Spiritual Living in a Chaotic World

That's What He Said, Parable of a Land Owner

October 05, 2020 Pastor Dave Tucker Season 4 Episode 18
Spiritual Living in a Chaotic World
That's What He Said, Parable of a Land Owner
Chapters
Spiritual Living in a Chaotic World
That's What He Said, Parable of a Land Owner
Oct 05, 2020 Season 4 Episode 18
Pastor Dave Tucker

Jesus understood his mission. Jesus knew that he would be the final sacrifice. It is important for us to understand that Jesus did not come to start a new movement. He understood his mission as a demonstration to God’s chosen people the love of the Father. Jesus understood his mission to be a redemptive work. Jesus came to redeem God’s chosen people from the yoke of sin and oppression by those more interested in power and control than in love and grace. Jesus also understood that his mission would eventually get him killed.

Based on Matthew 21:33-46
Originally preached October 4, 2020 
at St. Timothy Cumberland Presbyterian Church

Show Notes Transcript

Jesus understood his mission. Jesus knew that he would be the final sacrifice. It is important for us to understand that Jesus did not come to start a new movement. He understood his mission as a demonstration to God’s chosen people the love of the Father. Jesus understood his mission to be a redemptive work. Jesus came to redeem God’s chosen people from the yoke of sin and oppression by those more interested in power and control than in love and grace. Jesus also understood that his mission would eventually get him killed.

Based on Matthew 21:33-46
Originally preached October 4, 2020 
at St. Timothy Cumberland Presbyterian Church

That’s What He Said, Parable of a Land Owner
Matt. 21:33-46

Today we begin a new sermon series, “That’s What He Said.” This series will take us right up to the Advent season. Now I don’t want to alarm anyone here today, but we are only 7 weeks away from the Advent season! Anyway, We are going to be studying the red letters of the bible… also known as the words of Jesus. The purpose of this series is to discover what it means to be “Red Letter Christians!” Some of Jesus’ teachings may be a bit of a challenge for us… Today’s teaching is one of those challenging lessons. I humbly ask that you not shoot the messenger! These are not my words! It’s What He Said! Please join me as we pray that the Holy Spirit join us this morning and illuminate today’s lesson. And may we pray that the Holy Spirit softens our hearts to receive these words of Jesus.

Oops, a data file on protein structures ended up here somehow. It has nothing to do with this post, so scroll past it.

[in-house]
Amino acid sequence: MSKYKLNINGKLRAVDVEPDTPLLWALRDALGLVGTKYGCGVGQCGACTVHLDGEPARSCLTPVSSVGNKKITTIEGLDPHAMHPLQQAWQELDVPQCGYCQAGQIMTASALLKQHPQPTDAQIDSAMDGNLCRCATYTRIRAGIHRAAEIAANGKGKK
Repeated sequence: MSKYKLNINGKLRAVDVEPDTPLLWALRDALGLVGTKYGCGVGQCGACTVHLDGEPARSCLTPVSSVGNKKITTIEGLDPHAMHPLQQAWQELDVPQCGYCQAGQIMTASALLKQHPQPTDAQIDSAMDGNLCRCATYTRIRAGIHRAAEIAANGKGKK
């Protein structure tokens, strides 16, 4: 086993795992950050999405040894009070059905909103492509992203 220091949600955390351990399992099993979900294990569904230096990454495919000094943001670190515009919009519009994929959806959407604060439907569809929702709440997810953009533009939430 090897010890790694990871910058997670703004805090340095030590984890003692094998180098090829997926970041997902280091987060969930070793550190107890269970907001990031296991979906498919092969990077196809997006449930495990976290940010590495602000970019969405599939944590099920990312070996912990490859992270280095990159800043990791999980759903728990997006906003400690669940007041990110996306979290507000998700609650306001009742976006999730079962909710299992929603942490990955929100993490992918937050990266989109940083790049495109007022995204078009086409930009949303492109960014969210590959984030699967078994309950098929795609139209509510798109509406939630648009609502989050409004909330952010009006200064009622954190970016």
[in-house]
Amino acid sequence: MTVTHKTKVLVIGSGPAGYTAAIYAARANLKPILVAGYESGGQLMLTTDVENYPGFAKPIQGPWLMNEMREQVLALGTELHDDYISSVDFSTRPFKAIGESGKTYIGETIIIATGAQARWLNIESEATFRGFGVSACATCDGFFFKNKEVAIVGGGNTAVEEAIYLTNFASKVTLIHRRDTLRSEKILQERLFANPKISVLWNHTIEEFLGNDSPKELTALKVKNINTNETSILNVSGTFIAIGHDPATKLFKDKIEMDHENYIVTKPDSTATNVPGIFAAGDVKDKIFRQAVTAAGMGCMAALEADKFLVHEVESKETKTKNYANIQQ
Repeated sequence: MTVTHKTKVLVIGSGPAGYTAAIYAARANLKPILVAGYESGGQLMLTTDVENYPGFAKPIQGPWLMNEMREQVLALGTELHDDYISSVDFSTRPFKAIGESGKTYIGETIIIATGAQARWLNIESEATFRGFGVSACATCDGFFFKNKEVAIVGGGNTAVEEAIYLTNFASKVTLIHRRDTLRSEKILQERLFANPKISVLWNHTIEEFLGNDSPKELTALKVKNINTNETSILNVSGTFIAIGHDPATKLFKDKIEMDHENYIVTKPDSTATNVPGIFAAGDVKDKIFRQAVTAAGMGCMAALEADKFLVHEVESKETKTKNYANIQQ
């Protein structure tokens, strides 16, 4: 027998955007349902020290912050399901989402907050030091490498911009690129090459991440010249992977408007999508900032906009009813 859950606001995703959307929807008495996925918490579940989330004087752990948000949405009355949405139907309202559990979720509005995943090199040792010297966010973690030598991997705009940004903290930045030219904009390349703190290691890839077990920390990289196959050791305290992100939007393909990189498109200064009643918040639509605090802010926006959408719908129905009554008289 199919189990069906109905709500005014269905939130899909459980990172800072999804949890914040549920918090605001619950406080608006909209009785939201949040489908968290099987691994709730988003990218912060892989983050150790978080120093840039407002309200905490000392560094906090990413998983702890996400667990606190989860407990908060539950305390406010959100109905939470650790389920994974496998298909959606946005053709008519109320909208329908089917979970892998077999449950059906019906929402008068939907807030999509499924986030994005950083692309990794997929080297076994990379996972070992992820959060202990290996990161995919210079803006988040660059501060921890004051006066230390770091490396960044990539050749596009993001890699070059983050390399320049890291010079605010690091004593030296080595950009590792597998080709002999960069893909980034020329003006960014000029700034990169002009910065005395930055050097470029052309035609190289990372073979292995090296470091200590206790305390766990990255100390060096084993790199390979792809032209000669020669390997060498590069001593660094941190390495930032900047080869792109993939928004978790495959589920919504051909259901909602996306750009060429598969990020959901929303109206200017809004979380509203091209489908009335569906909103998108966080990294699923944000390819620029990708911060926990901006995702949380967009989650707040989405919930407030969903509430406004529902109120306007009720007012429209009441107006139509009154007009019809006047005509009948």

[Prayer for illumination]

“Listen to another parable. There was a landowner who planted a vineyard, put a fence around it, dug a wine press in it, and built a watchtower. Then he leased it to tenants and went to another country. When the harvest time had come, he sent his slaves to the tenants to collect his produce. But the tenants seized his slaves and beat one, killed another, and stoned another. Again, he sent other slaves, more than the first; and they treated them in the same way. Finally, he sent his son to them, saying, ‘They will respect my son.’ But when the tenants saw the son, they said to themselves, ‘This is the heir; come, let us kill him and get his inheritance.’ So, they seized him, threw him out of the vineyard, and killed him. Now when the owner of the vineyard comes, what will he do to those tenants?” They said to him, “He will put those wretches to a miserable death, and lease the vineyard to other tenants who will give him the produce at the harvest time.”

         Jesus said to them, “Have you never read in the scriptures:

         ‘The stone that the builders rejected

                  has become the cornerstone;

         this was the Lord’s doing,

                  and it is amazing in our eyes’?

Therefore, I tell you, the kingdom of God will be taken away from you and given to a people that produces the fruits of the kingdom. The one who falls on this stone will be broken to pieces; and it will crush anyone on whom it falls.”

When the chief priests and the Pharisees heard his parables, they realized that he was speaking about them. They wanted to arrest him, but they feared the crowds, because they regarded him as a prophet.

There is so much to unpack in this parable that I could literally spend an entire sermon series on just this parable. In the interest of time, however, I have chosen one point for us to explore this morning. It is a point that I believe is vitally relevant to us today and what we are currently going through individual members of God’s Church. 

Before we can explore the implications of this parable of Jesus, we must first start with a bit of a key to the meanings of the different elements of the story. It’s like having a decoder ring… only better! The land owner is God. The vineyard represents God’s chosen people. The tenants represent the religious leaders… those responsible for the care of God’s people. The slaves or servants sent to collect the produce are God’s prophets. The son who was finally sent and killed represents Jesus himself.